Great Scott! Dems Should Worry

Jerry Coffee
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Wednesday - January 27, 2010
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The homemade campaign poster stood out from the Boston crowd: “The SCOTT heard ‘round the world,” an obvious parody of Emerson’s phrase, “The shot heard round the world,” in his poem Concord Hymn about the first engagement of Red Coats and farmers-turned-rebels at the old North Bridge in Concord, Mass. - the first shot of the American Revolution.

The poster was in support of Scott Brown, the newly elected U.S. senator from Massachusetts, the first Republican elected there in more than three decades in an incredible upset victory over Democrat Martha Coakley. If his victory wasn’t literally heard ‘round the world, it was indeed heard ‘round the United States of America, and most acutely in the Oval Office in the country’s Capitol. And not just because of its own significance, but also because it is the third recent “surprise” victory of Republican over Democrat, following the New Jersey and Virginia gubernatorial elections.

Perhaps even more importantly, Brown’s victory was a dramatic derailment of the Obama-Reid-Pelosi healthcare juggernaut that has been consistently rejected by a majority of American voters in poll after poll - now by an average of about 48 percent “against” to 32 percent “for.” Until now, this majority has stood helpless and frustrated on the sidelines as their Democrat congressional delegations, with a bullet-proof 60-40 majority in the Senate, have simply turned a deaf ear to both their constituents and their Republican counterparts who have been consistently barred from the debate. With his promise to fight this convoluted, expensive, solve-nothing health-care plan, it’s no surprise that the Massachusetts state senator and National Guard lieutenant colonel drew broad-based national financial support as well as the electoral support of the state’s independents.

Brown, upon his election as the 41st Republican in the Senate, now gives his minority the power to at least filibuster (delay and perhaps kill) the vote to pass Democratic legislation. And this is not, as some believe, mindless obstructionism. Brown and many Republicans (and this columnist in a December column) believe reform must come, but have long advocated a more incremental approach. We would start with tort reform - making liability insurance more affordable for doctors, thus bringing down their and our costs; healthcare savings accounts structured like an IRA with no penalties for withdrawal for bonifide medical costs; allowing insurance companies to market and sell across state lines, thereby increasing competition but lowering prices; allowing employers to form insurance co-ops, thereby lowering the cost of employee health insurance - all rational and easy-to-understand solutions.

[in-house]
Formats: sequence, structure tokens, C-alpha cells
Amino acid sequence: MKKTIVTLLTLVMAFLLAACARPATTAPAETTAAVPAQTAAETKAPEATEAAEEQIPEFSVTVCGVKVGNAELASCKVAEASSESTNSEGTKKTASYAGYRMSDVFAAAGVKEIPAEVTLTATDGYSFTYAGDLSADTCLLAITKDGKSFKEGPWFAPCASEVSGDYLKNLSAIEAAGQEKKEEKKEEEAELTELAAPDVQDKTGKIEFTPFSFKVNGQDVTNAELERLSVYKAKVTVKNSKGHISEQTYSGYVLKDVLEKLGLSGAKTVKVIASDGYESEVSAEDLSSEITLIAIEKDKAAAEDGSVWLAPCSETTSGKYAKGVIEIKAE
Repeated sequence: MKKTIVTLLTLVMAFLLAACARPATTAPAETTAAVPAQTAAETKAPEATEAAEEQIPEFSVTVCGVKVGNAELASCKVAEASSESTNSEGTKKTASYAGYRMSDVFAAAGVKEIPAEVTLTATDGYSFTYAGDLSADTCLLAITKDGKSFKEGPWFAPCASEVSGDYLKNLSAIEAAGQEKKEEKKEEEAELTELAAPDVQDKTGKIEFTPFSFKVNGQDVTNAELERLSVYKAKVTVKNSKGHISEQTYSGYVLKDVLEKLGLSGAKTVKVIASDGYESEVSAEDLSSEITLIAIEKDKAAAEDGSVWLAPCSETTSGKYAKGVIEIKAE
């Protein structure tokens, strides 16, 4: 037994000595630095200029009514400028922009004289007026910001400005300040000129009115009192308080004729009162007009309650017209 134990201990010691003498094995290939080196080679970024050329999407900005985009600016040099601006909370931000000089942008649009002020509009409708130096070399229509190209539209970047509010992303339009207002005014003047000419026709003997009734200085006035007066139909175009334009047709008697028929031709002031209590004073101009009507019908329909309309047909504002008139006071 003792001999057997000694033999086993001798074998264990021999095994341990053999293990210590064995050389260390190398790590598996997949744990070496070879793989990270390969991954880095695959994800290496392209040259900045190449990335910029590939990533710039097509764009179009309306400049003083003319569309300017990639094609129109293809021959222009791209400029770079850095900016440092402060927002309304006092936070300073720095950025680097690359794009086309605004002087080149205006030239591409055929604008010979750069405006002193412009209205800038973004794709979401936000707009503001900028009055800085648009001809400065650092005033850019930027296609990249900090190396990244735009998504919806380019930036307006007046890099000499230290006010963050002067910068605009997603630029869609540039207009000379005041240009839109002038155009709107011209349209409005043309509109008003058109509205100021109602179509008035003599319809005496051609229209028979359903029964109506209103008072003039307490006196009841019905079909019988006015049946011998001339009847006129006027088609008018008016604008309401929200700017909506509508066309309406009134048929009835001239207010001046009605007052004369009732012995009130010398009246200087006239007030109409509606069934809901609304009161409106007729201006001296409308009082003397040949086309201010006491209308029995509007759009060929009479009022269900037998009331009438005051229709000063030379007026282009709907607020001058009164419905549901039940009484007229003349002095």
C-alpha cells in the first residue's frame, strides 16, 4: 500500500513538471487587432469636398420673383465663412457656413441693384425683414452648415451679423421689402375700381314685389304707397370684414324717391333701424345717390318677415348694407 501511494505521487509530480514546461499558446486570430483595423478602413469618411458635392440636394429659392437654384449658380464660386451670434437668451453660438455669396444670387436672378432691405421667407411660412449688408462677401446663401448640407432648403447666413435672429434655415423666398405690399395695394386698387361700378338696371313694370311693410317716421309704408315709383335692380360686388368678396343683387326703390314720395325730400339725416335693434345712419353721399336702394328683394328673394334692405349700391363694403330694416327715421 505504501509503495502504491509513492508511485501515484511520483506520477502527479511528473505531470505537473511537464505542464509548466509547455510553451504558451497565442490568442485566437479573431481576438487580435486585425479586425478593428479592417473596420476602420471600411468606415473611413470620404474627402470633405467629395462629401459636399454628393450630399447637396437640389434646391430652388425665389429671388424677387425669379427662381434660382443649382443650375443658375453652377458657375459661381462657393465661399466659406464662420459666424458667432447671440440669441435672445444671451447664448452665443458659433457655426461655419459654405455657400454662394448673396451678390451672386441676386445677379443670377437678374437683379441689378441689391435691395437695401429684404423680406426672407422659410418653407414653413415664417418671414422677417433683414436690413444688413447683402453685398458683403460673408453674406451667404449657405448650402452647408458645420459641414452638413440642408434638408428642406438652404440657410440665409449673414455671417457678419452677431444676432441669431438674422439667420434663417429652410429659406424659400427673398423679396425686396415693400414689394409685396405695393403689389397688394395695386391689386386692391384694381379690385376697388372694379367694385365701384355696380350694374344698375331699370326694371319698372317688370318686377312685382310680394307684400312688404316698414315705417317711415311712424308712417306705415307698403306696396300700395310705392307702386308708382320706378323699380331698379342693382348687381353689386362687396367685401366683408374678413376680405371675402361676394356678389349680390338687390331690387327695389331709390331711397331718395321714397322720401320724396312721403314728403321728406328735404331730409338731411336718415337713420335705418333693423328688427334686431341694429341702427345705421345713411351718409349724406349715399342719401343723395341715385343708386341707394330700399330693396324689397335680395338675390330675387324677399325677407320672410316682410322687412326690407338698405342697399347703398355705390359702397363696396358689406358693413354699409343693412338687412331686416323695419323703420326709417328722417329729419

Besides promising his opposition to a healthcare plan that would comprise one-sixth of America’s economy and saddle our progeny with humongous debt for generations, Brown is quick with other common-sensisms such as, “I will advocate spending our dollars on weapons to kill terrorists, rather than on lawyers to defend them.” And, “I’m not running for Ted Kennedy’s seat. It isn’t Kennedy’s, nor Coakley’s nor Brown’s seat. It is the people’s seat. Always has been, and I will keep it that way!”

In any case, for those of us who have seen the Democrats’ healthcare plan as an absolute catastrophe but have felt helpless to stop it, the value of Brown’s victory far surpasses the value of the campaign contribution I sent him.

In an interview with a couple of Democrats who had voted for Obama in 2008 but voted for Brown last Tuesday, one said, “I’ve always voted Democrat before, but I’m just tired of the arrogance of the leadership, starting right at the top!” Maybe she means the kind of arrogance that leads one to believe he need only show up and that will bring about the desired results, like going to London and that will get the Olympics to Chicago, or going to Copenhagen and that will result in a climate agreement, or going to Massachusetts and that will get Coakley elected.

Could it be that “buyer’s remorse” is spreading among Obama voters?

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